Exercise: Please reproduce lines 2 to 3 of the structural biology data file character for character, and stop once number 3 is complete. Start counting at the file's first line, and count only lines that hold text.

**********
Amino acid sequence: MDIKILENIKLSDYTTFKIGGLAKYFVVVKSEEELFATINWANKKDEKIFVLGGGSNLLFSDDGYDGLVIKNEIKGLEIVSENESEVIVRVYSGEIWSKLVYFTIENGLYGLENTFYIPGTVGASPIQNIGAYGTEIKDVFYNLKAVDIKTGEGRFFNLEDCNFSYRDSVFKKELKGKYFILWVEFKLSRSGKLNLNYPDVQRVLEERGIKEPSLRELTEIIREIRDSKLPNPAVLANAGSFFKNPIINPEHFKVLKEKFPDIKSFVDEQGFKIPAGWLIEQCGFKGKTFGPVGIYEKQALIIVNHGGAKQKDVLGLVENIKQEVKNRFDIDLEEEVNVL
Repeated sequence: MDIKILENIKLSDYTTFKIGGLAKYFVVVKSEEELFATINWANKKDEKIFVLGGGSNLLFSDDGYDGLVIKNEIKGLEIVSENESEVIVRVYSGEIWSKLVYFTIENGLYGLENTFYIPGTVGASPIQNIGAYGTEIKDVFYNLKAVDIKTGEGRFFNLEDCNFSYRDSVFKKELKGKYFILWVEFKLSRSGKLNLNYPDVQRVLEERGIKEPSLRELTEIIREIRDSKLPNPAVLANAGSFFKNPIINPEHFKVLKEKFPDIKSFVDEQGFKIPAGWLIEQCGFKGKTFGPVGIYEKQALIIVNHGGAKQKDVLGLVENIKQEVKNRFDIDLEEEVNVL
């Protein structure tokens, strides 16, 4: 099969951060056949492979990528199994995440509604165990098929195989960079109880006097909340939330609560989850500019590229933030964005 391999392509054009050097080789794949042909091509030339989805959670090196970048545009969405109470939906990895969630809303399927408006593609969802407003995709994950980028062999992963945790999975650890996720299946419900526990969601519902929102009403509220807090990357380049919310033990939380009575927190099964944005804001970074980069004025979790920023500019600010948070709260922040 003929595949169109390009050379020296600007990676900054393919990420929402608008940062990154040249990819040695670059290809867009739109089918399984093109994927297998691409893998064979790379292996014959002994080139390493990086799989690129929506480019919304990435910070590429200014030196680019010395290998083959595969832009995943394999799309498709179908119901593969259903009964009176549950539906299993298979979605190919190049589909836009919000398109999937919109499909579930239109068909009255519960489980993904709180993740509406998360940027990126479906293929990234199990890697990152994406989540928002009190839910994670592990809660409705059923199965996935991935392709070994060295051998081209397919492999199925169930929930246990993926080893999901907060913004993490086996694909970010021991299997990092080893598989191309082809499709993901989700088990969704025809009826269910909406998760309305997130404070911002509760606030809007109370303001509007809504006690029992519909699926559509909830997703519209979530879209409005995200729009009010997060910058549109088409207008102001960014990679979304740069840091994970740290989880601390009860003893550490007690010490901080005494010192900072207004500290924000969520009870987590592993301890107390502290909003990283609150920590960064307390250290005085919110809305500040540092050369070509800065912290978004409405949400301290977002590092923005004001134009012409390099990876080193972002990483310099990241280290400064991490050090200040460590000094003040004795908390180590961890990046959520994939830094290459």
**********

Repeated sequence: MDIKILENIKLSDYTTFKIGGLAKYFVVVKSEEELFATINWANKKDEKIFVLGGGSNLLFSDDGYDGLVIKNEIKGLEIVSENESEVIVRVYSGEIWSKLVYFTIENGLYGLENTFYIPGTVGASPIQNIGAYGTEIKDVFYNLKAVDIKTGEGRFFNLEDCNFSYRDSVFKKELKGKYFILWVEFKLSRSGKLNLNYPDVQRVLEERGIKEPSLRELTEIIREIRDSKLPNPAVLANAGSFFKNPIINPEHFKVLKEKFPDIKSFVDEQGFKIPAGWLIEQCGFKGKTFGPVGIYEKQALIIVNHGGAKQKDVLGLVENIKQEVKNRFDIDLEEEVNVL
């Protein structure tokens, strides 16, 4: 099969951060056949492979990528199994995440509604165990098929195989960079109880006097909340939330609560989850500019590229933030964005 391999392509054009050097080789794949042909091509030339989805959670090196970048545009969405109470939906990895969630809303399927408006593609969802407003995709994950980028062999992963945790999975650890996720299946419900526990969601519902929102009403509220807090990357380049919310033990939380009575927190099964944005804001970074980069004025979790920023500019600010948070709260922040 003929595949169109390009050379020296600007990676900054393919990420929402608008940062990154040249990819040695670059290809867009739109089918399984093109994927297998691409893998064979790379292996014959002994080139390493990086799989690129929506480019919304990435910070590429200014030196680019010395290998083959595969832009995943394999799309498709179908119901593969259903009964009176549950539906299993298979979605190919190049589909836009919000398109999937919109499909579930239109068909009255519960489980993904709180993740509406998360940027990126479906293929990234199990890697990152994406989540928002009190839910994670592990809660409705059923199965996935991935392709070994060295051998081209397919492999199925169930929930246990993926080893999901907060913004993490086996694909970010021991299997990092080893598989191309082809499709993901989700088990969704025809009826269910909406998760309305997130404070911002509760606030809007109370303001509007809504006690029992519909699926559509909830997703519209979530879209409005995200729009009010997060910058549109088409207008102001960014990679979304740069840091994970740290989880601390009860003893550490007690010490901080005494010192900072207004500290924000969520009870987590592993301890107390502290909003990283609150920590960064307390250290005085919110809305500040540092050369070509800065912290978004409405949400301290977002590092923005004001134009012409390099990876080193972002990483310099990241280290400064991490050090200040460590000094003040004795908390180590961890990046959520994939830094290459």